TANAKA, Toshiya (March 2011). A Morphological Conflation Approach to the
Historical Development of Preterite-Present Verbs: Old English, Proto-Germanic,
and Proto-Indo-European (The Faculty of Languages and Cultures Library II),
xiii + 320 pages.
Preterite-present verbs show morphological peculiarities: their present singular typically exhibits the o-grade radical vocalism, to conform with the preterite singular of a strong verb, whilst their preterite is formed with a dental suffix, which accords with the preterite of a weak verb. English and Germanic philologists have construed these characteristics as the result of an original o-grade perfect having been reinterpreted as the new present, along with the suppression of the original e-grade present, and of the PGmc. dental or weak preterite having been newly adopted for the preterite formation; this standpoint may be labelled the ‘strong verb origin’ theory. The present work calls this view into question by focusing on its inherent difficulties.
Indo-European studies have taken the present tense formations of the OE or
PGmc. preterite-presents to be reflexes of the PIE stative perfects. Whilst
this understanding, dubbed the ‘stative perfect origin’ theory, provides a far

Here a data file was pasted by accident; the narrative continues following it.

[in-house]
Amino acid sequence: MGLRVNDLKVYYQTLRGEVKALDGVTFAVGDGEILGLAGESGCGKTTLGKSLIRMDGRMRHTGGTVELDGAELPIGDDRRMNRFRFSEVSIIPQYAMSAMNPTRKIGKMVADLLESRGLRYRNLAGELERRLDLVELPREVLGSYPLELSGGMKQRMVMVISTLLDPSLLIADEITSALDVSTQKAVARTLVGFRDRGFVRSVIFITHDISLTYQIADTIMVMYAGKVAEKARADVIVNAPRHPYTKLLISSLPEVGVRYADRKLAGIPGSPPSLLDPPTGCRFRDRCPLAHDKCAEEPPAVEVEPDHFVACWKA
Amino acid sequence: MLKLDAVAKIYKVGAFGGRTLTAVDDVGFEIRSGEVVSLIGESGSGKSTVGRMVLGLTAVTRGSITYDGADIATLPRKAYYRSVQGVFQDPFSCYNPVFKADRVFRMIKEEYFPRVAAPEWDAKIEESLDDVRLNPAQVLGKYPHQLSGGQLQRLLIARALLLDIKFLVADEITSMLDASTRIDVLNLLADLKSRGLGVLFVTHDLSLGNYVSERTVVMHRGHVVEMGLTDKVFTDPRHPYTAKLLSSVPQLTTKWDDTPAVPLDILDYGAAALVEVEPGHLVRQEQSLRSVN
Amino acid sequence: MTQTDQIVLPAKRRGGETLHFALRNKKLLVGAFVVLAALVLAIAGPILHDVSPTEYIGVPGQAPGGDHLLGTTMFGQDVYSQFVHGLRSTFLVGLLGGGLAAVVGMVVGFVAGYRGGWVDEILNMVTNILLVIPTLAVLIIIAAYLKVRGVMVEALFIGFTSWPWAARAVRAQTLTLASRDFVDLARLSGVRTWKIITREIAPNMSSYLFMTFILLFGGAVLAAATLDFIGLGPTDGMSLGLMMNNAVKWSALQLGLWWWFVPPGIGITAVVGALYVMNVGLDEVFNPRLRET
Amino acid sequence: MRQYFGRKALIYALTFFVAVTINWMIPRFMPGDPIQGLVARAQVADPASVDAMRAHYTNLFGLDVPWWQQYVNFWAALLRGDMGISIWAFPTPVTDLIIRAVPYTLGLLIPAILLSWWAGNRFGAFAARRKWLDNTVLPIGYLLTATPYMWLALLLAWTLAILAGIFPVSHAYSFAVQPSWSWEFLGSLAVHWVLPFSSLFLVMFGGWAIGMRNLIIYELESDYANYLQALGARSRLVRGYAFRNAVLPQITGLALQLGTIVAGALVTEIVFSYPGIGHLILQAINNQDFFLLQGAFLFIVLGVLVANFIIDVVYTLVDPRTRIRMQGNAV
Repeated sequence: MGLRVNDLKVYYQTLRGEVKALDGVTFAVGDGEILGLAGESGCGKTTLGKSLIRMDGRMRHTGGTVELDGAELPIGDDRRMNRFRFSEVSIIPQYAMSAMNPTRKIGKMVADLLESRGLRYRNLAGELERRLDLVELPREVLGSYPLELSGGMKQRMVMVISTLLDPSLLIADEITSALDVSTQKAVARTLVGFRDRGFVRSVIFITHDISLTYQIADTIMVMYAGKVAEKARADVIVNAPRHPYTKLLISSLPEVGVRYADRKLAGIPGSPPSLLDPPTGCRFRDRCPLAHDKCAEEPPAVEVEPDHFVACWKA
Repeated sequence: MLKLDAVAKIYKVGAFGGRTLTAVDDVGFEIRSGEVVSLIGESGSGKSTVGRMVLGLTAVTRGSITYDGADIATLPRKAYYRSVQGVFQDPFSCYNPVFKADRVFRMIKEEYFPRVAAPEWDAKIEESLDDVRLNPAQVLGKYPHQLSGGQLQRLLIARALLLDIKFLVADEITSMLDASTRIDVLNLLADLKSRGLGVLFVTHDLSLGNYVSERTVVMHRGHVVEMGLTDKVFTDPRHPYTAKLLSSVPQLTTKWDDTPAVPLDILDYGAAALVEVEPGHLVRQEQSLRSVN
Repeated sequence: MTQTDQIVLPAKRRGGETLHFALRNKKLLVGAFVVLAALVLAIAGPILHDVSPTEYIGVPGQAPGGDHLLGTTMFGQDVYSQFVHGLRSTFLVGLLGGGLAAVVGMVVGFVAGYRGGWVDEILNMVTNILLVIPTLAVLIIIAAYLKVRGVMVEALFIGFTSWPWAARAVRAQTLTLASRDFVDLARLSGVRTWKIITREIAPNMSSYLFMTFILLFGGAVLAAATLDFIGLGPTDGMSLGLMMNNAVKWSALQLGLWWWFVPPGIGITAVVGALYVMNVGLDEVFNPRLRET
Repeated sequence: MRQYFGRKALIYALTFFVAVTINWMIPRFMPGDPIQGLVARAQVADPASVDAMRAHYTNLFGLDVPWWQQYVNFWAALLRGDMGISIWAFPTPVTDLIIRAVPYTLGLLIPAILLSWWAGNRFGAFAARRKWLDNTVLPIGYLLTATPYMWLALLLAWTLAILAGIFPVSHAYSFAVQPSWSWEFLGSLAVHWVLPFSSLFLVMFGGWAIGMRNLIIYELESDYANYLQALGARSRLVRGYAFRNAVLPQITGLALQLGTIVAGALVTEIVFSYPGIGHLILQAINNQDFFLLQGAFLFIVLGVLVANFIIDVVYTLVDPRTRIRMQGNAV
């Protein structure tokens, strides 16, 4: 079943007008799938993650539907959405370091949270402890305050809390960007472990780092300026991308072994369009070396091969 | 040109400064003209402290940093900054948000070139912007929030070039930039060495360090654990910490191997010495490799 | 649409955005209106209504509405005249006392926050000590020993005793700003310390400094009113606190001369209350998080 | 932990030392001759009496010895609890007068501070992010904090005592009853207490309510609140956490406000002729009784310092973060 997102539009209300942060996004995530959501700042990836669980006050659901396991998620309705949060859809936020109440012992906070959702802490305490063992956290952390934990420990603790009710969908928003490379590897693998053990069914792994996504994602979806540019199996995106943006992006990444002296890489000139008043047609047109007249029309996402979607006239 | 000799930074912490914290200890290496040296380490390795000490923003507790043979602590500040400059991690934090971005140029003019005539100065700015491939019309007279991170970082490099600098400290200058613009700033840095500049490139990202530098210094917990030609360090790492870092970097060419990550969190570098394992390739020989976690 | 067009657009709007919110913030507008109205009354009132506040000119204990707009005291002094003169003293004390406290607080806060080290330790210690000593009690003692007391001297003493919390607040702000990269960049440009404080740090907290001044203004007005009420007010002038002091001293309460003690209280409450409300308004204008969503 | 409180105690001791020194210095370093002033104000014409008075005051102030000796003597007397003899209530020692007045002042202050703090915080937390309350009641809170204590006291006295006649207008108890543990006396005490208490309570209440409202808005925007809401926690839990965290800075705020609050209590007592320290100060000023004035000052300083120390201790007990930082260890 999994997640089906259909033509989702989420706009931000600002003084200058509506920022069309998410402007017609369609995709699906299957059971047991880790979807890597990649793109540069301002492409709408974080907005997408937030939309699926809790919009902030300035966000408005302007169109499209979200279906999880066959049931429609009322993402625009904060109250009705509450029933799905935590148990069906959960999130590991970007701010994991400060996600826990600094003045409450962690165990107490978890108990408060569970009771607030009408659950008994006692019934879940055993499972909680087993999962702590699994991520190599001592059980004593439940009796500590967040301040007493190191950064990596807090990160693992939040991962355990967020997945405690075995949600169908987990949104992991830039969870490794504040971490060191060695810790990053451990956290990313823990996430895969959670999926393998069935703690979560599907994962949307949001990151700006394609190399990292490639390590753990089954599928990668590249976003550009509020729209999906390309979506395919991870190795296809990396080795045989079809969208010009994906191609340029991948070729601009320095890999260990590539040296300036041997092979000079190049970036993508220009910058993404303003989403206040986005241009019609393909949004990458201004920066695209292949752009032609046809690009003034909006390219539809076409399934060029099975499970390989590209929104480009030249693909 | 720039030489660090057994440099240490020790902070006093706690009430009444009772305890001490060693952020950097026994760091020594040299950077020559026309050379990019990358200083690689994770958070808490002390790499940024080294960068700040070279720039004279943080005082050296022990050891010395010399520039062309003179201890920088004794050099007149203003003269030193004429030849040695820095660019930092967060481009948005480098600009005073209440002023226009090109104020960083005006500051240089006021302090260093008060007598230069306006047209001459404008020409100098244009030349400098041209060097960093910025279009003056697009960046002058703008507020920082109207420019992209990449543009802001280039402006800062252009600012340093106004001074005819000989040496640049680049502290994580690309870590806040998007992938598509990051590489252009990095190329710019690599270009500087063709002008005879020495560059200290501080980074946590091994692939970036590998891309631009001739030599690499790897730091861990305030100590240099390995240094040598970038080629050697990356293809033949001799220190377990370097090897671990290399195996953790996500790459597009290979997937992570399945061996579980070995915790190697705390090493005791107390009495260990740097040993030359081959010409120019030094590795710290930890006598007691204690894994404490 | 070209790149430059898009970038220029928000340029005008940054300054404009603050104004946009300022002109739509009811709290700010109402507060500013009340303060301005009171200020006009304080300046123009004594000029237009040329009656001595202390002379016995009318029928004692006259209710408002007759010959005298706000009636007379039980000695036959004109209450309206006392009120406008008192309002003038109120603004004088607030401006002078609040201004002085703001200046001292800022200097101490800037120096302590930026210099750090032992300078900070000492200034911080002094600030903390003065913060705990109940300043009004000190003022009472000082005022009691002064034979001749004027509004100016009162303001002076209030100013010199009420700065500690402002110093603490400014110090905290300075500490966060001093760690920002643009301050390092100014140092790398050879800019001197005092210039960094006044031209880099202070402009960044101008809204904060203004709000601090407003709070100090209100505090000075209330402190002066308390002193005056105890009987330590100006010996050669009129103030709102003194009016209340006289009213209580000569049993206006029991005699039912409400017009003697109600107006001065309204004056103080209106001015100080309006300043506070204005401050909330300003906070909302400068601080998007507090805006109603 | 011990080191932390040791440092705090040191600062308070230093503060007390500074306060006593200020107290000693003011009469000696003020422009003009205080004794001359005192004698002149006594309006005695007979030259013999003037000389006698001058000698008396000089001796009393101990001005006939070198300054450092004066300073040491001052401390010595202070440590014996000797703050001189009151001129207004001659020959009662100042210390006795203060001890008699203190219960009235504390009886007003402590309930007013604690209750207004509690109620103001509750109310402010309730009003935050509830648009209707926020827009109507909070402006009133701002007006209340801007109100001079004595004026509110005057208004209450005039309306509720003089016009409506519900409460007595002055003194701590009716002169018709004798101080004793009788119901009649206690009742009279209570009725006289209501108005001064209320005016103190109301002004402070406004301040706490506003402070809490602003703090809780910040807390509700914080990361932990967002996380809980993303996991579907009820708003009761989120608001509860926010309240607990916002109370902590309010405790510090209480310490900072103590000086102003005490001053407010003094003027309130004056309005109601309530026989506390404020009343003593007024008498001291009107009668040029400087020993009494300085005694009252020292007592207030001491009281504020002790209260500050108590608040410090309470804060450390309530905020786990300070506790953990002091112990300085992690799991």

better explanation than the ‘strong verb origin’ theory, several significant
issues remain to be resolved. First, how did the PGmc. preterite-present verbs
lose their original reduplication? Second, the IE comparative evidence does not
guarantee that all the preterite-presents unequivocally refer back to a PIE stative
perfect. Third, how can the PGmc. 3 pl. ending *-un be explained, given that the PIE 3 pl. perfect should develop
into PGmc. *-
The current work adopts the ‘h2e-conjugation theory’ advocated by Jay H. Jasanoff and demonstrates that the same theory, remarkable in its explanatory power in treating the origin of the Anatolian hi-verbs, is also effective when giving a historical account of the OE or PGmc. preterite-present verbs. The core members of the preterite-present group have arisen from what is called a PIE stative-intransitive system within the framework of the h2e-conjugation theory, whilst there are also other preterite-present members which to some extent deviate from this pattern.
This work is reviewed by
Ringe, Don 2011, The Journal of Indo-European Studies Volume 39 Numbers 3 & 4 (Fall/Winter 2011), pp.503-507.
Kim, Ronald I. 2012. Kratylos: Kritisches Berichts- und Rezensionsorgan für indogermanische und allgemeine Sprachwissenschaft, Jahrgang 57, 2012, pp.204-208.
Frotscher, Michael 2014. International Journal of Diachronic Linguistics and Linguistic Reconstruction Volume 11 Number 1, pp.67-78.
It is also referred to by
Harðarson, Jón Alex 2017 “The morphology of Germanic”, In Klein, Jared, Brian Joseph, and Matthias Fritz (eds.) 2017 Handbook of Comparative and Historical Indo-European Linguistics, Vol. 2, Berlin/Boston: de Gruyter, pp.913-954; see p.939 §6.3.3 Preterite-presents.